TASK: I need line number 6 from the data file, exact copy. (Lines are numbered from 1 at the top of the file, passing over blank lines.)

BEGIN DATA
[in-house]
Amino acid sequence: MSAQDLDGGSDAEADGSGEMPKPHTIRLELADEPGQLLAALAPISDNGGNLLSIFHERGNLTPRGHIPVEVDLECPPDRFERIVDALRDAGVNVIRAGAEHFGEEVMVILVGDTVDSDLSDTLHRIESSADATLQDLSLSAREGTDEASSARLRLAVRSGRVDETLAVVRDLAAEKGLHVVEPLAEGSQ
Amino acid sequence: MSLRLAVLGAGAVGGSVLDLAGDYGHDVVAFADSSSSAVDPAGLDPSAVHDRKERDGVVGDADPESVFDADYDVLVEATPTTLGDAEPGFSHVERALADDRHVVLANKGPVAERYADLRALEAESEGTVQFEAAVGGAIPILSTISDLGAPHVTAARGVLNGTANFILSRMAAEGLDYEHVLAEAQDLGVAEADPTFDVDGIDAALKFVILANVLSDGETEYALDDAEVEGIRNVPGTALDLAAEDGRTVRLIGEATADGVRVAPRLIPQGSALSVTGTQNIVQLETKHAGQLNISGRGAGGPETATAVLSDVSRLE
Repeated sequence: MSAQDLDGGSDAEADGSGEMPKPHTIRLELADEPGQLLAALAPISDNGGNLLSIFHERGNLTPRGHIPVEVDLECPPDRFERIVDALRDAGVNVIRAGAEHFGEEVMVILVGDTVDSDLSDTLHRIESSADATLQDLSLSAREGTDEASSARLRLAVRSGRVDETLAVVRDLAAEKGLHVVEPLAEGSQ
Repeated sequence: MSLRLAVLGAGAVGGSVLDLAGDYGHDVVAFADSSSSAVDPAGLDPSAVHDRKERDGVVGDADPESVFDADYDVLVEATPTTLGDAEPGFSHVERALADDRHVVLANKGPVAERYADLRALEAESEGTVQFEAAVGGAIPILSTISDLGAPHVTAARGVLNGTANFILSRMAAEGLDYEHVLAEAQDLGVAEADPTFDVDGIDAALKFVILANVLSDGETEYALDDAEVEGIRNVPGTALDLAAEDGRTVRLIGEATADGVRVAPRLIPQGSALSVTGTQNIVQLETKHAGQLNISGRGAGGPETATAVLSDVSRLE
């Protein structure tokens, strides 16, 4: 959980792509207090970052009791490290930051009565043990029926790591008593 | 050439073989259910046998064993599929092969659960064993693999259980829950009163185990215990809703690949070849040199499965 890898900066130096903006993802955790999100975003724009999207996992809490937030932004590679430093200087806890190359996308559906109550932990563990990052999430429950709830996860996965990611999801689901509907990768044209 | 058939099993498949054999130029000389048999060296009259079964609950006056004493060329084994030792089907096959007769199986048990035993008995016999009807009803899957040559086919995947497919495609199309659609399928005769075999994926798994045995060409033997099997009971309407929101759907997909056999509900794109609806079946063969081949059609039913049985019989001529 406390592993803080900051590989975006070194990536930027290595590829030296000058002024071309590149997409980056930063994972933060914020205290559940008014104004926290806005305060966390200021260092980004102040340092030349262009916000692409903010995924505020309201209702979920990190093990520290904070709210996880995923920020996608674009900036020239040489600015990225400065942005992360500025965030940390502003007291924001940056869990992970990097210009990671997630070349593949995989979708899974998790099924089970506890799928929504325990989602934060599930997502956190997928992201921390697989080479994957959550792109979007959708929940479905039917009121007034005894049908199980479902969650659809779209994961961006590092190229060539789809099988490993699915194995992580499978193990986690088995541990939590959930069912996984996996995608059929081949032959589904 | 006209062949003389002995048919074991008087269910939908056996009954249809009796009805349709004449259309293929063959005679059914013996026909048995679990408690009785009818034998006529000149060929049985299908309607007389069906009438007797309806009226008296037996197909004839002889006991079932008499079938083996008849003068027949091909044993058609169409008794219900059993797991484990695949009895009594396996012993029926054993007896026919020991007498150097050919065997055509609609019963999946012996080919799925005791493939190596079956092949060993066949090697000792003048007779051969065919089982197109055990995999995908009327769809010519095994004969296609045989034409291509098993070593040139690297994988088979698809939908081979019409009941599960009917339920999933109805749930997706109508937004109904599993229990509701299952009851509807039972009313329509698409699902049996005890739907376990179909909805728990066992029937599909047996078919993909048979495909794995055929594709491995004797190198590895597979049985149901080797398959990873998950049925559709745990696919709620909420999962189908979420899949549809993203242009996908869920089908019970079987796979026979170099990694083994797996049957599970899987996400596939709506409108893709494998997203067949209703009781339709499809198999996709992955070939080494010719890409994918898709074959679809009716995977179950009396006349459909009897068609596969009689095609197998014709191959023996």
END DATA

């Protein structure tokens, strides 16, 4: 959980792509207090970052009791490290930051009565043990029926790591008593 | 050439073989259910046998064993599929092969659960064993693999259980829950009163185990215990809703690949070849040199499965 890898900066130096903006993802955790999100975003724009999207996992809490937030932004590679430093200087806890190359996308559906109550932990563990990052999430429950709830996860996965990611999801689901509907990768044209 | 058939099993498949054999130029000389048999060296009259079964609950006056004493060329084994030792089907096959007769199986048990035993008995016999009807009803899957040559086919995947497919495609199309659609399928005769075999994926798994045995060409033997099997009971309407929101759907997909056999509900794109609806079946063969081949059609039913049985019989001529 406390592993803080900051590989975006070194990536930027290595590829030296000058002024071309590149997409980056930063994972933060914020205290559940008014104004926290806005305060966390200021260092980004102040340092030349262009916000692409903010995924505020309201209702979920990190093990520290904070709210996880995923920020996608674009900036020239040489600015990225400065942005992360500025965030940390502003007291924001940056869990992970990097210009990671997630070349593949995989979708899974998790099924089970506890799928929504325990989602934060599930997502956190997928992201921390697989080479994957959550792109979007959708929940479905039917009121007034005894049908199980479902969650659809779209994961961006590092190229060539789809099988490993699915194995992580499978193990986690088995541990939590959930069912996984996996995608059929081949032959589904 | 006209062949003389002995048919074991008087269910939908056996009954249809009796009805349709004449259309293929063959005679059914013996026909048995679990408690009785009818034998006529000149060929049985299908309607007389069906009438007797309806009226008296037996197909004839002889006991079932008499079938083996008849003068027949091909044993058609169409008794219900059993797991484990695949009895009594396996012993029926054993007896026919020991007498150097050919065997055509609609019963999946012996080919799925005791493939190596079956092949060993066949090697000792003048007779051969065919089982197109055990995999995908009327769809010519095994004969296609045989034409291509098993070593040139690297994988088979698809939908081979019409009941599960009917339920999933109805749930997706109508937004109904599993229990509701299952009851509807039972009313329509698409699902049996005890739907376990179909909805728990066992029937599909047996078919993909048979495909794995055929594709491995004797190198590895597979049985149901080797398959990873998950049925559709745990696919709620909420999962189908979420899949549809993203242009996908869920089908019970079987796979026979170099990694083994797996049957599970899987996400596939709506409108893709494998997203067949209703009781339709499809198999996709992955070939080494010719890409994918898709074959679809009716995977179950009396006349459909009897068609596969009689095609197998014709191959023996």